But hey, they’re making the Peach bowl! In all seriousness I do actually think the athletics will attract some better students (which is absolutely part of the equation), but I find it disheartening that a lot of people are still not talking about the other problems at the school that very much need to be addressed.

  • Am I missing something? Does UT not already have schools in the Med Center? So what’s the big problem then, that they’re getting more land for additional stuff?

  • Folks, there’s no sense in making comparisons between the UT campus that Houston is going to get and UT-Austin. Houston isn’t getting another flagship campus from ANY institution, and you’re deluded if UT would pretend to have two flagship campuses. Its not happening.

    If you want to get a sense for what is reasonable and achievable in Houston under the very best of circumstances, look to UT-Dallas (24,533 students) or UT-Arlington (37,008 students) which were folded into the UT System in the 60’s and expanded as baby boomers came of age. Those are your best big-city comparison cases. These schools are reasonably big but the present circumstances probably aren’t as conducive to a campus of that scale over any sort of a relevant time frame.

    At the low end of the spectrum, UT-Tyler (8,862) and UT-Permian Basin (5,560) are the newest UT campuses, formed in the 70’s, and also the smallest. Until it merged with UTPA, UT-Brownsville was the youngest UT school and had just shy of 9,000 students. Part of this is location, but the bigger part of it is timing. They missed the boomers and were stunted, and that’s all there is to it. Lots of other schools flourished in crappy locations on the basis of good timing, whether affiliated with UT or not. Taking that into account, I think that its reasonable to expect that UT’s presence in Houston may be just about as limited.

    Whether I’m right or wrong, there is absolutely no sense in pretending that the quality of instruction or research is likely to compare more favorably to UH than UT-Dallas, at best. UT-Dallas has some strong programs, I’m not knocking it. Its not UT-Austin. Its a lot more similar to UH than like UT-Austin. That kind of bugs me. Hopefully this new campus has some kind of a strategic direction that’ll set it apart, at least.

  • Ok yeah you absolutely have a point. Even if UT actually put in a satellite campus in Houston (which I don’t actually think is the point of the campus) it would be nowhere near the quality of it’s flagship school. The only state university system I can think of that manages to have satellite campuses that are still amazing is the UC system.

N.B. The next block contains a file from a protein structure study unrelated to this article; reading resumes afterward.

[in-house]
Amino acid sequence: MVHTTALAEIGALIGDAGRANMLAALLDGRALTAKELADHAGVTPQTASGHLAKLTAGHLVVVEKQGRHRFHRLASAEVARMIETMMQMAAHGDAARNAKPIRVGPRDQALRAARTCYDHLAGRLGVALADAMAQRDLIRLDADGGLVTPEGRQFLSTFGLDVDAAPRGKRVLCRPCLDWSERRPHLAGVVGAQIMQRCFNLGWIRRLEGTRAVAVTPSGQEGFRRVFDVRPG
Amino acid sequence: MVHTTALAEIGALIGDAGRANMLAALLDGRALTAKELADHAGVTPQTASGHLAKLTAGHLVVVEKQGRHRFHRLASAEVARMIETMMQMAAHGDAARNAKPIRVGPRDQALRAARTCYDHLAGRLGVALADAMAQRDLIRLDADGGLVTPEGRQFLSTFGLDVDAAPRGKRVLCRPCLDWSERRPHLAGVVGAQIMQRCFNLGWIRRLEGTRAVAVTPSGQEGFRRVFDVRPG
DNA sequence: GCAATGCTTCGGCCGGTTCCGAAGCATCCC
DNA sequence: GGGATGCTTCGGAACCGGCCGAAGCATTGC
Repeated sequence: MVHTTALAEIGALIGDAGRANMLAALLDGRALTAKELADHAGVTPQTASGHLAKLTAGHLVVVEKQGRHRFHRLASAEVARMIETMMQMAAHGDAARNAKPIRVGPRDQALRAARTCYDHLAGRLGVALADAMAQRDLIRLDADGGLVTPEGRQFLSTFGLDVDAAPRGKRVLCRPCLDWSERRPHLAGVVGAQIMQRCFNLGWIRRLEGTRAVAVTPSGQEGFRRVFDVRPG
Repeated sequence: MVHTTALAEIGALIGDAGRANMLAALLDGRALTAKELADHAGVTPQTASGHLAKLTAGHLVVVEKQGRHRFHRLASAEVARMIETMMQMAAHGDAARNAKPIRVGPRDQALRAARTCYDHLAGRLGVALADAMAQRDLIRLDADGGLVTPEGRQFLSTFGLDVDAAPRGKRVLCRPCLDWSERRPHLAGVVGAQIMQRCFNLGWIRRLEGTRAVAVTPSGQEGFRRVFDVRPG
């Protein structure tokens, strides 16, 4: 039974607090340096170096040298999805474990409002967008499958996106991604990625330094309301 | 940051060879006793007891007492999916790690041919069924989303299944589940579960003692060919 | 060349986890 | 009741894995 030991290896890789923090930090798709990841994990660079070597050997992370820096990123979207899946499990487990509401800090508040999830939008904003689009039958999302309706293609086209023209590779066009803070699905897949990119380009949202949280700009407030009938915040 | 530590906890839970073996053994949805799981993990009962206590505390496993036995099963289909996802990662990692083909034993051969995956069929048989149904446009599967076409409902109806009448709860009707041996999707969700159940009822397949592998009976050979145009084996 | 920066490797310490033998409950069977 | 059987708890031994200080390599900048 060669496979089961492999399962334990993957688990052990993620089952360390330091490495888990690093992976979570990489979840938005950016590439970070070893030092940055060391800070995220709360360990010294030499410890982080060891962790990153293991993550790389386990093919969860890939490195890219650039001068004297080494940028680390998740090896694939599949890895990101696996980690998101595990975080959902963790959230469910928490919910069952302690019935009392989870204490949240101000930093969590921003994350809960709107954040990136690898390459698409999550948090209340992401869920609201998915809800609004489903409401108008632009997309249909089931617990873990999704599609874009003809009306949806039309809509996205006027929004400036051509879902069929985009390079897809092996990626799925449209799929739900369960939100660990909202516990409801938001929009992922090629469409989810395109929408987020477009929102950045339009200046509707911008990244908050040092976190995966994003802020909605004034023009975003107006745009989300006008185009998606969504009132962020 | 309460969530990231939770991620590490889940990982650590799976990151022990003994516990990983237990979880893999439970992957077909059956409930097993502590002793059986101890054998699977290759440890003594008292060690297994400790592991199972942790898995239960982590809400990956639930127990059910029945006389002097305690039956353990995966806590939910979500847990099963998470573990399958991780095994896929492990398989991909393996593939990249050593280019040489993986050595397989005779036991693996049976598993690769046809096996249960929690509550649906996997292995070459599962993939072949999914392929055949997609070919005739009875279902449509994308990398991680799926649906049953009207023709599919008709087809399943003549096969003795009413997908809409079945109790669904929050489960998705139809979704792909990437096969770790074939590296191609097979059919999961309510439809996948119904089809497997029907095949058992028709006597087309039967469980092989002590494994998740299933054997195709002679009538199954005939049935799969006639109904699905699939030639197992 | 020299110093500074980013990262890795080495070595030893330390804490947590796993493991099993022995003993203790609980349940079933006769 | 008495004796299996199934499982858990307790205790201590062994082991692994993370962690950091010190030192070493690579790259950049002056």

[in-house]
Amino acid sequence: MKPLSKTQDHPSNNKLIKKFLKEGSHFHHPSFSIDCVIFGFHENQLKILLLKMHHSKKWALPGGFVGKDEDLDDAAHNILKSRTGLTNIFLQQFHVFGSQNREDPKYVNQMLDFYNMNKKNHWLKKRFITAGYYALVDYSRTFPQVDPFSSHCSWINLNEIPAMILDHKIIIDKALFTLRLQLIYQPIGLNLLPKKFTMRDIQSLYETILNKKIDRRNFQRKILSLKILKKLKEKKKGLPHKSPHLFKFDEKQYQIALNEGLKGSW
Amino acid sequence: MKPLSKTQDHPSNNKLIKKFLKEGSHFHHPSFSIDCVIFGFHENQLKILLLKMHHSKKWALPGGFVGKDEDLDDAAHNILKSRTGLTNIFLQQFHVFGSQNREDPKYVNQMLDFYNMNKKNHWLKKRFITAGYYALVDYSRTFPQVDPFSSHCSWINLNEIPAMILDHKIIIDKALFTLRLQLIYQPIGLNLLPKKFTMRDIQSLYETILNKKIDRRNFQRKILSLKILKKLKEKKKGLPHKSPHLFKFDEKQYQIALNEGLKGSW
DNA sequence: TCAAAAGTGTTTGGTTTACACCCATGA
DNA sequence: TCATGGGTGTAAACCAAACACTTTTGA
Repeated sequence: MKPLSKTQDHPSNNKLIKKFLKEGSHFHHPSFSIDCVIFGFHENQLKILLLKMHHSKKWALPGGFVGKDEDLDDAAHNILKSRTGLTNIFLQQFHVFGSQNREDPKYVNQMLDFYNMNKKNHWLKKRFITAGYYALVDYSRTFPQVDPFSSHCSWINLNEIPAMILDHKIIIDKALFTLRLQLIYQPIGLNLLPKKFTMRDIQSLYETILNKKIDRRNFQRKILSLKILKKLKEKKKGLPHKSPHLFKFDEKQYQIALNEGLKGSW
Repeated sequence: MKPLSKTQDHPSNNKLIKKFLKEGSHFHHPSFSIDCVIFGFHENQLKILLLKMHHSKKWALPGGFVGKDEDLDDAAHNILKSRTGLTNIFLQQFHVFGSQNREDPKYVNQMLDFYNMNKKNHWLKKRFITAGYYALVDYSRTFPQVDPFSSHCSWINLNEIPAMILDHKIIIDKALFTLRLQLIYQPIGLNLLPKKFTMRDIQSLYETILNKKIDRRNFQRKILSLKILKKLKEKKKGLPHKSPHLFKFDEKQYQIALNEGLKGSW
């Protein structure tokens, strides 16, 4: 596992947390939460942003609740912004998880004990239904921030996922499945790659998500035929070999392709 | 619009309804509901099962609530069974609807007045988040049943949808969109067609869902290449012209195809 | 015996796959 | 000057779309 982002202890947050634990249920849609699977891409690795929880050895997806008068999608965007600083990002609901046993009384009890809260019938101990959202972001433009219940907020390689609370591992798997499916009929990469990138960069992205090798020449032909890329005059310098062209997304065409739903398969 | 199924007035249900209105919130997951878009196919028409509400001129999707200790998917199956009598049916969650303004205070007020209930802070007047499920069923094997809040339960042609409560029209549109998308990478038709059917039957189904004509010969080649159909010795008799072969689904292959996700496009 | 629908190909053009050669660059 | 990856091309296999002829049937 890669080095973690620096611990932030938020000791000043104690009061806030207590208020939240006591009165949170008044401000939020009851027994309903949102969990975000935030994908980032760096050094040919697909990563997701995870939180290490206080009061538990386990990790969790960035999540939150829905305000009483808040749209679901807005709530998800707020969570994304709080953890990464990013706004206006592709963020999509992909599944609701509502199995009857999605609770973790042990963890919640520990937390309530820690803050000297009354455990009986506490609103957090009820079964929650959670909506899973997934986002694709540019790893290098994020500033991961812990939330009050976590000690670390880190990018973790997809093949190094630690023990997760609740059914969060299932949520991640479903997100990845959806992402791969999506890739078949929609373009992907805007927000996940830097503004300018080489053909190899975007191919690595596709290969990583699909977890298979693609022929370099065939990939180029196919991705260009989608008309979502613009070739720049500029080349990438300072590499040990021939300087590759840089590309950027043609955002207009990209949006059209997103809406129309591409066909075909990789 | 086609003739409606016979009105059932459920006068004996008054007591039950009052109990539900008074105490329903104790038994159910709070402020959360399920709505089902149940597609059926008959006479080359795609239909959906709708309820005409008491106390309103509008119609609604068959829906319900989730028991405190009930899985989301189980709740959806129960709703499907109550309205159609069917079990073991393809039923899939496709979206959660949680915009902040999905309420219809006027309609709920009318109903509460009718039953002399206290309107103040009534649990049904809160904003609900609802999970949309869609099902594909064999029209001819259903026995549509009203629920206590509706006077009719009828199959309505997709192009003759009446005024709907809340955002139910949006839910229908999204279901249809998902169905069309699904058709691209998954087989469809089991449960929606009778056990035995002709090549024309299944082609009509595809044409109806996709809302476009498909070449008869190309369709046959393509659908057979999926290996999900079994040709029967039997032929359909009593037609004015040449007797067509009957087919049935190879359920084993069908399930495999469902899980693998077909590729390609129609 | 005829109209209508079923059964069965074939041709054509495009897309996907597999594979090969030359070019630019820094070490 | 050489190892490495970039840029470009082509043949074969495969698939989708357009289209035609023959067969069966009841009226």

• I know that many folks are averse (or even immune) to data, but the US gov. has recently published information on the costs and benefits of attending college. It did not perform rankings, due to political pressure, but many other entities have jumped in to do so, e.g. the Brookings Institution:

    Their basic number is called “Value Added to Median Student Earnings 10 Years after Enrollment in 2001-2002” (whew). On a scale of 1-100, UH is 81, UT Austin is 74, and Rice is 54. Rice is so low because their students come from relatively well-off circumstances to begin with, whereas UH students come from less well-off backgrounds. UH, with its very limited resources, is a much better value than UT, with its massive oil money, or Rice, with its massive endowment. It is unfortunate that people in Houston continue to pee on UH and it makes me sick.

  • The decision on this campus is not up to Houston, UH or UT.

    It’s up to the Texas Higher Education Coordinating Board. And they will not approve it based on precedent. That is part of their charter.

    There are also no major cities with two state universities competing with each other in the same city, let alone within 10 miles of each other.

  • “not for a full campus, but for a collaboration and research center that would attract new investment to the nation’s fourth-largest city”

  • Open the PUF funds to UH, admit that UT Austin is anything but an “intellectual hub”, and I will be on the first flight to Houston to help UT move dirt on their Houston campus.

  • “Almost every large city has more than one public university system”

    I would seriously challenge that. Most large cities have one big public university. New York – CUNY. Boston – UMass-Boston. Chicago – University of Illinois at Chicago. LA and SF each has multiple public universities, but they are part of the same system (UC). Dallas has two UT schools, but again the same system. It does have UNT, but then Houston has SHSU.

  • UT has been in Houston for over 40 years, with a Med School, School of Dentistry, Nursing School, School of Public Health, School of Biomedical Sciences, and School of Health Information Sciences, AND MD Anderson, a point of pride for most Houstonians, is part of the UT System.

  • So, what is the downside to UT establishing a campus in Houston? Is UH really afraid of competition that should force it to compete academically with UT? UH isn’t going backwards. To the contrary, it seems to be increasing its profile (and would be doing so even if the football team was lousy).
    Efforts to keep UT out seem pathetic and reek of homerism. Embrace UT for the employment, investment and academics it will bring to a part of town that badly needs it.

  • UH has greatly improved in recent years, despite lots of interference from bozos in the legislature who would like to keep it mediocre. Will Sen. John Whitmire meddle with the new UT as much as he does with UH?

  • The downside? There are rules in place to prevent this type of expansion. The state has limited education funds and the THECB’s charter is the prevent the duplication of educational offerings in a common area. This project will never happen but you can’t blame UT for trying. They know Houston is where it’s at – Texas’ only true international city.

  • Well, this campus seems like it will be like the PRC/OCRC in Austin, so the only possible “duplication” might be with the ERP. The ERP is a recent addition, so if it is just getting off the ground I can see why they’d feel the need to inhibit any and all entities they view as potential competitors. Other than that, there does not appear to be any rhyme or reason to their way of thinking.